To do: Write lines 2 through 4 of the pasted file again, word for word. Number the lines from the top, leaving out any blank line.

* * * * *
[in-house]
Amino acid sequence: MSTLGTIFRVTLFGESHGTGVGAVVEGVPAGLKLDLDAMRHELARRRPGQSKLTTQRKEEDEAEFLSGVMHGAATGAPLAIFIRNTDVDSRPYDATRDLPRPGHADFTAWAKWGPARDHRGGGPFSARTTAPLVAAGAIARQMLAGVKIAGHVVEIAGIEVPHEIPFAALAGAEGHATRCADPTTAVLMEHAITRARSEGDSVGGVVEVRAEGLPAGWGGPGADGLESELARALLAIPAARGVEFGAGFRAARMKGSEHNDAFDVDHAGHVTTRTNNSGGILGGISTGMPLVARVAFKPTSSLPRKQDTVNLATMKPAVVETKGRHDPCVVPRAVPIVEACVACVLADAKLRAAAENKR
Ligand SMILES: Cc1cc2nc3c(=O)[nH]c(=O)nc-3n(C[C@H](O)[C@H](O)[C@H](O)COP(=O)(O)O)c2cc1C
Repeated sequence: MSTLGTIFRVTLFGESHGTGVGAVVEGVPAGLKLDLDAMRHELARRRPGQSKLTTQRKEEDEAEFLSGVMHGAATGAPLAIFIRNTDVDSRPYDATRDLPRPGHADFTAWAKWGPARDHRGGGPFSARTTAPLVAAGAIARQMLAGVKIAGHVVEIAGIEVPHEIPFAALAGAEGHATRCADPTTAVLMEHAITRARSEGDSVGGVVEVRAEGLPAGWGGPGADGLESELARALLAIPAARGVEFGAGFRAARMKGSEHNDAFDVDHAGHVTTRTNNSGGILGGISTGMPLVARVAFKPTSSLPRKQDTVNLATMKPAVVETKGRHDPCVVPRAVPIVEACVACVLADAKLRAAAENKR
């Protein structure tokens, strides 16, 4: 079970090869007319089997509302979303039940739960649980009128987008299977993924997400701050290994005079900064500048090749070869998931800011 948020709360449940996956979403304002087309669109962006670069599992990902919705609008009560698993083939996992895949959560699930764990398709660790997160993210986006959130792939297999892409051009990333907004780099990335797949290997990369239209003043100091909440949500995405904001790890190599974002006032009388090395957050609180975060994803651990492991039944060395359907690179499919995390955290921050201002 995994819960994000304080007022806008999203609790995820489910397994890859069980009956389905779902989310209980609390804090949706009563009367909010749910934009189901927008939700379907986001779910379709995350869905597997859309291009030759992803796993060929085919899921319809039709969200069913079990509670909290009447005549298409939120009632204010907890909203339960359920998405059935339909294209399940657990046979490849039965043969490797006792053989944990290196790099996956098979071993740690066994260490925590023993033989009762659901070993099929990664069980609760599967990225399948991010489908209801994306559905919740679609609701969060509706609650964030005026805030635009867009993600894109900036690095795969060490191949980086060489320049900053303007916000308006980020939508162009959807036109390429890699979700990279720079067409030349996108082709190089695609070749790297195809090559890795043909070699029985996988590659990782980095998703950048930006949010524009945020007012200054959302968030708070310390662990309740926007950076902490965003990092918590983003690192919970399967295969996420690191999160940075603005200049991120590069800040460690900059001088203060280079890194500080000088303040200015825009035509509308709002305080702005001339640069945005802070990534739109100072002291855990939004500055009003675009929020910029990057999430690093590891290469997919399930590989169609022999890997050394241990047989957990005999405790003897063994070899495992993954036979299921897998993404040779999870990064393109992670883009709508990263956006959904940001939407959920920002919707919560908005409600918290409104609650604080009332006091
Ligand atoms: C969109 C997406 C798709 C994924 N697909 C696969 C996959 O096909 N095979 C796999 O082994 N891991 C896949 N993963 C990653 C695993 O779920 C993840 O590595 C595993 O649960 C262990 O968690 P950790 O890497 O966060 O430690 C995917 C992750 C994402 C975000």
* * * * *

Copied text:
Amino acid sequence: MSTLGTIFRVTLFGESHGTGVGAVVEGVPAGLKLDLDAMRHELARRRPGQSKLTTQRKEEDEAEFLSGVMHGAATGAPLAIFIRNTDVDSRPYDATRDLPRPGHADFTAWAKWGPARDHRGGGPFSARTTAPLVAAGAIARQMLAGVKIAGHVVEIAGIEVPHEIPFAALAGAEGHATRCADPTTAVLMEHAITRARSEGDSVGGVVEVRAEGLPAGWGGPGADGLESELARALLAIPAARGVEFGAGFRAARMKGSEHNDAFDVDHAGHVTTRTNNSGGILGGISTGMPLVARVAFKPTSSLPRKQDTVNLATMKPAVVETKGRHDPCVVPRAVPIVEACVACVLADAKLRAAAENKR
Ligand SMILES: Cc1cc2nc3c(=O)[nH]c(=O)nc-3n(C[C@H](O)[C@H](O)[C@H](O)COP(=O)(O)O)c2cc1C
Repeated sequence: MSTLGTIFRVTLFGESHGTGVGAVVEGVPAGLKLDLDAMRHELARRRPGQSKLTTQRKEEDEAEFLSGVMHGAATGAPLAIFIRNTDVDSRPYDATRDLPRPGHADFTAWAKWGPARDHRGGGPFSARTTAPLVAAGAIARQMLAGVKIAGHVVEIAGIEVPHEIPFAALAGAEGHATRCADPTTAVLMEHAITRARSEGDSVGGVVEVRAEGLPAGWGGPGADGLESELARALLAIPAARGVEFGAGFRAARMKGSEHNDAFDVDHAGHVTTRTNNSGGILGGISTGMPLVARVAFKPTSSLPRKQDTVNLATMKPAVVETKGRHDPCVVPRAVPIVEACVACVLADAKLRAAAENKR